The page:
A good place to start that education is with a just-published book, Don’t Even Think About Ripping Me Off. It’s a step-by-step guide to help consumers navigate the often-confusing process of dealing with contractors and home repair.

The book was published by Phae Moore, executive director of the National Center for the Prevention of Home Improvement Fraud, who became an advocate after her grandmother was badly victimized by a shady contractor.

The books makes for a good gift, especially for seniors and young homeowners. Insurance professionals should also consider distributing the book to their policyholders and clients. You can order the book online at NCPHIF’s website.

I have one on my bookshelf. Shouldn’t you?

About the author: Howard Goldblatt is director of government affairs for the Coalition Against Insurance Fraud.

Sandy victim in New Jersey beats shady adjuster in court

Jury rules against Texas adjuster for charging thousands for doing no work

Soon after Megastorm Sandy struck New Jersey in October 2012, unsavory contractors and public adjusters began coming out of the woodwork to reap the riches from stricken homeowners and their insurance companies.

While most contractors and adjusters are honest and honorable, natural disasters tend to bring out the ethically challenged ones, even some that are unlicensed and from far-away states.

That’s a reality that resident Mike Kramer lived through for the last year or so as he battled a Texas-based public adjuster who showed up at his doorstep after the storm. The surge from Sandy brought two feet of water into Mike’s bay-front summer home in Harvey Cedars, N.J. An affable and convincing salesperson used the typical sales line that Mike was apt to get a lot more out of his insurance company by hiring a public adjuster.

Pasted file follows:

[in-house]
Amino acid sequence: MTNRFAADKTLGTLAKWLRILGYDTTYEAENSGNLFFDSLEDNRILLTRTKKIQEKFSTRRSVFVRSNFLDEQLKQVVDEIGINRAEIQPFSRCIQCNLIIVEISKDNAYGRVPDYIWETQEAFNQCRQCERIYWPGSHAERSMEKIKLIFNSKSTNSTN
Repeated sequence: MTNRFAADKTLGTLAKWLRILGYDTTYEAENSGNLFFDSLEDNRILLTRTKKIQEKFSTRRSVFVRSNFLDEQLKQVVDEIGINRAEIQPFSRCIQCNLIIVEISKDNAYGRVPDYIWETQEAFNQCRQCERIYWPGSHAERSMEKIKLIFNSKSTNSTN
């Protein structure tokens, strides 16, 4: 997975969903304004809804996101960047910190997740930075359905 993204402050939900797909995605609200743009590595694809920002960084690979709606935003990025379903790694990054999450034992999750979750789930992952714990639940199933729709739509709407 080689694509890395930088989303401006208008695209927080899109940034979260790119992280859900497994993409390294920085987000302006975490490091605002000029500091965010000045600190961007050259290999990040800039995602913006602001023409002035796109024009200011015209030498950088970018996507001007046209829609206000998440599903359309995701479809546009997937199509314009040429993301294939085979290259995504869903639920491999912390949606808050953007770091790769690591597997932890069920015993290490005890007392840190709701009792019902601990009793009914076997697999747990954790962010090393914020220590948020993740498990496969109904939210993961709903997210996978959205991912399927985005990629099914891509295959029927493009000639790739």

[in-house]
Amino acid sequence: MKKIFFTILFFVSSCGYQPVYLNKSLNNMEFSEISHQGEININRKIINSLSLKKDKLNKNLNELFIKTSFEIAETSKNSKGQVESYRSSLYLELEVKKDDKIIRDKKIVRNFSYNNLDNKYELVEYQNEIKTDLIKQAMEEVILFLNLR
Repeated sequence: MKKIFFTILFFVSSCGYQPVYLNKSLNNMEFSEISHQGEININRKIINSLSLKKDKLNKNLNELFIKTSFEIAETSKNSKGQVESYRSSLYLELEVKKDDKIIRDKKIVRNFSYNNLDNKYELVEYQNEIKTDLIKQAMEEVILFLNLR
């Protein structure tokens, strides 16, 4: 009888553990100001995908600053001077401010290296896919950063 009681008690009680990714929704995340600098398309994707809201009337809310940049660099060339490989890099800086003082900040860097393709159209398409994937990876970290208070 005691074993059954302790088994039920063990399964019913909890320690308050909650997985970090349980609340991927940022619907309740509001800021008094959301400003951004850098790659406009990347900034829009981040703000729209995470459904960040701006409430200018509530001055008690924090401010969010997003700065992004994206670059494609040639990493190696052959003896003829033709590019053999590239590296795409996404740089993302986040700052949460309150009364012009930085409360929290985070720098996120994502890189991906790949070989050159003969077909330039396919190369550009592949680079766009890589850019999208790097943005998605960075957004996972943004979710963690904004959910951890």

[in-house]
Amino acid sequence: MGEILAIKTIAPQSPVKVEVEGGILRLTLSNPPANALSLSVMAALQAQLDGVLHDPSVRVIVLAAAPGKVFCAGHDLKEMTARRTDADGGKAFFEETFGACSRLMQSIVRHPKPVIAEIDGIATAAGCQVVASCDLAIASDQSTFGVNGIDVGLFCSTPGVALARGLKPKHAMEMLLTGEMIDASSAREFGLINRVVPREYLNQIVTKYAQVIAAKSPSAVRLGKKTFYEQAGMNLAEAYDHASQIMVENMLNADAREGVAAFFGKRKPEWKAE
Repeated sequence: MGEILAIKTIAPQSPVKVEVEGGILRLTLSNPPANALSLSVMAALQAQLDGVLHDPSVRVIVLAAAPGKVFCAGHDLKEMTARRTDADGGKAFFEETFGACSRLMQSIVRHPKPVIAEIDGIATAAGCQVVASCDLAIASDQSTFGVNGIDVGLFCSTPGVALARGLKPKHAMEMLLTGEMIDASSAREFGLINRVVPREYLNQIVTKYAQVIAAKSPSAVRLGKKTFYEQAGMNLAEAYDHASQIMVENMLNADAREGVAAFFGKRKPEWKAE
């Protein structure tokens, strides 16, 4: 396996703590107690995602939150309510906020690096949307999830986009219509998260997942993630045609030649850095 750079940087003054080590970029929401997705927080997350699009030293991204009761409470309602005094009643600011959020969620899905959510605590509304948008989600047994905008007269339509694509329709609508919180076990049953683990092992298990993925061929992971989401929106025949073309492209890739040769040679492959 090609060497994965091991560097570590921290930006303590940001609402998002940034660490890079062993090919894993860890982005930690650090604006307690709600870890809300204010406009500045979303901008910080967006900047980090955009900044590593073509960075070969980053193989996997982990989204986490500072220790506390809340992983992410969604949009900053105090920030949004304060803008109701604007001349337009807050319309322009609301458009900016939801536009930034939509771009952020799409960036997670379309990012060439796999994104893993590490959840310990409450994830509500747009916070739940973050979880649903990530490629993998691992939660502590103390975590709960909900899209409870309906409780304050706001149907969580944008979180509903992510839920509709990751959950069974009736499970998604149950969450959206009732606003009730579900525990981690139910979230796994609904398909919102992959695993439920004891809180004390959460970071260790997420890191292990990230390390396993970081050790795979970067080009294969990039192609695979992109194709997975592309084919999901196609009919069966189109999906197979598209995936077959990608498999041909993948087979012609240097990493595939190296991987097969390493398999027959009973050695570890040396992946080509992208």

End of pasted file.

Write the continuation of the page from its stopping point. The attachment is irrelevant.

Having neither the experience of a major loss nor working with a public adjuster, Mike signed on — even though his insurer already had given him a $12,000 check as a down payment on his claim.

Months passed, the water receded and soon the insurance company paid the remainder of the claim — a total of $80,000. Mike began to rebuild. Then a bill for $10,700 from the public adjuster showed up in Mike’s mailbox. He refused to pay.

“There was no evidence that the public adjuster did anything to help settle my claim,” Mike told me in a phone interview last week.

The public adjuster sued Mike, telling him that he’d better pay up because it would cost him more to hire a lawyer to fight the suit. Little did the public adjuster know that Mike had a good friend who was an ace attorney and who was just as outraged over the public adjuster’s arrogance. He took Mike’s case pro bono.

The drama played out last week in a New Jersey courtroom.The adjuster couldn’t produce any evidence that he did any work on Mike’s behalf. In fact, he apparently didn’t even send Mike’s insurer a letter of representation. Still, Mike did sign a legal contract to pay.